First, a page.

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Overview of the Foreclosure Process
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Estimate the value of the property
Once you have focused on a property, you need to determine how much you are willing to pay for it. There are several tools to help you:

  1. Assessor’s data: In most areas the local taxing authority, typically the county, assigns a value to all real estate in the county. This is done to determine real estate taxes. Often this data is provided by USA-Foreclosure.com, but we recommend that you visit the assessor’s website, or office, to review the assessment file. Besides value, the Assessor typically will have valuable information about the property-size of the lot and the residence, type of construction, year built, bedrooms and bathrooms, and number of floors. Although the assessor’s determination of value is important to obtain, don’t stop there! Assessor’s valuations do not necessarily represent current market value.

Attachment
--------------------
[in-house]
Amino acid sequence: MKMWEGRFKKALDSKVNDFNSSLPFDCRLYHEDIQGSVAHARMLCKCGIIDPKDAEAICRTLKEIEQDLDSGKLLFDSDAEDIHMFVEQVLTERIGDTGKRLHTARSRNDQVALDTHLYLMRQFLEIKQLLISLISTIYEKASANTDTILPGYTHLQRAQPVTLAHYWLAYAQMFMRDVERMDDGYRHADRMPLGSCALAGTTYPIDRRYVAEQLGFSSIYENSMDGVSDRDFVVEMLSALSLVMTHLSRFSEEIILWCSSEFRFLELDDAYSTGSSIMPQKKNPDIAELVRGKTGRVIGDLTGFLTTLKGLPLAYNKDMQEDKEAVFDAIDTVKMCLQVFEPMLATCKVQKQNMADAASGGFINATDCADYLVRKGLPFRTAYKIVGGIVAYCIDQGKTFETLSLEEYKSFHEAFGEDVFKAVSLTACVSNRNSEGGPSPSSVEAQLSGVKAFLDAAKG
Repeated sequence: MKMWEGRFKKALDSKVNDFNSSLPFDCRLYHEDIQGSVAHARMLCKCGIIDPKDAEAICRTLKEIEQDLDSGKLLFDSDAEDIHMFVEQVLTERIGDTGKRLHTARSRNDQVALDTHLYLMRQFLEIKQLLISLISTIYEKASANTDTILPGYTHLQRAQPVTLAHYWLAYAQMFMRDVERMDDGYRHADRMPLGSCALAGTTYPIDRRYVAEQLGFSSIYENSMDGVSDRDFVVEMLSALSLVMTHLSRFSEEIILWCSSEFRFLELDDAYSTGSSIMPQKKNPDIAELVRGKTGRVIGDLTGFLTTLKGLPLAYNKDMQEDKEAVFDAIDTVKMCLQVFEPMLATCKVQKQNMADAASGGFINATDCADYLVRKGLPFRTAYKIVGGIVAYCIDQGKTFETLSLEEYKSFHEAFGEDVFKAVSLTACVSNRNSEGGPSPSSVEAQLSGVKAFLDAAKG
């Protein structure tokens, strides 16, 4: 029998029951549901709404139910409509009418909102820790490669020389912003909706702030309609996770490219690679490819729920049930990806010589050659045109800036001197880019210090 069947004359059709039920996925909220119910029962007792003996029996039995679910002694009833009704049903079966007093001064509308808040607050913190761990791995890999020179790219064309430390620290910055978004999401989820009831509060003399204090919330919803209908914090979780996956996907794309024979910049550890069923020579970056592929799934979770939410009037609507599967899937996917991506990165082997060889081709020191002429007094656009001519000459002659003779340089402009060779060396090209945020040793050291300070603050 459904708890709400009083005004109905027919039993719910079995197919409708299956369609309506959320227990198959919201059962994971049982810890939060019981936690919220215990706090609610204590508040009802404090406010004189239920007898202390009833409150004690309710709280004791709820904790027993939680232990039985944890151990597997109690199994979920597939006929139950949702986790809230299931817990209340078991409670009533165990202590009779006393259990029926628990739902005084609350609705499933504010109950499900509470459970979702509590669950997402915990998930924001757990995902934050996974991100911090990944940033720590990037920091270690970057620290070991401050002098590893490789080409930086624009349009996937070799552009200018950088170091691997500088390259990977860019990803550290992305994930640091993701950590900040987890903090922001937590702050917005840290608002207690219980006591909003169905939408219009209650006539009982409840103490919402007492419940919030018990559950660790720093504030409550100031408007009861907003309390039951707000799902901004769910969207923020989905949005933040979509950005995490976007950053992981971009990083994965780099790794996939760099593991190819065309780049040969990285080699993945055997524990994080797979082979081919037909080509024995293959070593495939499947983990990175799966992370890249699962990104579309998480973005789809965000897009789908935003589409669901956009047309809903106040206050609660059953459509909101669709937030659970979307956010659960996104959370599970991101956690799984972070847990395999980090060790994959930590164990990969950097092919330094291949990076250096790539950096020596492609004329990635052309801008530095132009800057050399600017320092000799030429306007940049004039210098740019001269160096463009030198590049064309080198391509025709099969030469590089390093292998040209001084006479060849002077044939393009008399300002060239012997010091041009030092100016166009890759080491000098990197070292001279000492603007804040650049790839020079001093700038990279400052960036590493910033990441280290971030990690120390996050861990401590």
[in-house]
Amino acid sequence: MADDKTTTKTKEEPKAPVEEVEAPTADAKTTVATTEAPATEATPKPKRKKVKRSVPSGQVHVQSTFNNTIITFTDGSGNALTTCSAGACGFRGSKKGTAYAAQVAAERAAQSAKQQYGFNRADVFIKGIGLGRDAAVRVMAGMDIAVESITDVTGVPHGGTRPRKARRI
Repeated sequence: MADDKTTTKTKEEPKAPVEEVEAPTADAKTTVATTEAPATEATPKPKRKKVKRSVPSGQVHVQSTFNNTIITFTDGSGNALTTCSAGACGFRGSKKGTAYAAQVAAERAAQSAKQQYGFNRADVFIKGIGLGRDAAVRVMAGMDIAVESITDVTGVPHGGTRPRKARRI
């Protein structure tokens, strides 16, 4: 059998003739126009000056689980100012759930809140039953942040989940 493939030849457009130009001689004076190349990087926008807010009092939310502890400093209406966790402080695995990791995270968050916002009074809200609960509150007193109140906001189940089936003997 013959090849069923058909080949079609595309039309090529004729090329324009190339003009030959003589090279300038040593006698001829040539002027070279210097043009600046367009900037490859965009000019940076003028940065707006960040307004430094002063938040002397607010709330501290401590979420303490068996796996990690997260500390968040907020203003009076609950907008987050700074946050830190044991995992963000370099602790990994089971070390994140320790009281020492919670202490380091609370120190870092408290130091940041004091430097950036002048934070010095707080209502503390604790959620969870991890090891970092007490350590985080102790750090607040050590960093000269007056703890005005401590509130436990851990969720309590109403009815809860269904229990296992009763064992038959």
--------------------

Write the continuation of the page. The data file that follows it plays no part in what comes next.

2. Other property in the area: Recent realty sales in the same area are a great indicator of value. Sometimes the multiple listing services in communities can give you this information (search “multiple listing service city” where “city” is the area you want to search). If there are other homes for sale in the neighborhood, visit the real estate agent’s website to see what is being asked for those homes. Although this is not as valuable as sale data, it is more information for you to consider as you determine a value.
  3. Automated searches: There are many automated valuation sites. For example, take a look at Realtor.com and Zillow.com. A Google search under “home valuation” yields nearly 1 million hits, so you have a lot of choices. Some of these might charge a fee.
Valuation is an estimate! Remember that property valuation is not an exact science. Skilled appraisers can disagree on the exact value of a property. Use a good deal of common sense when approaching value. If a house is similar in outward appearance, and in size, to other houses in the neighborhood, then it most likely is worth about the same as its neighbors.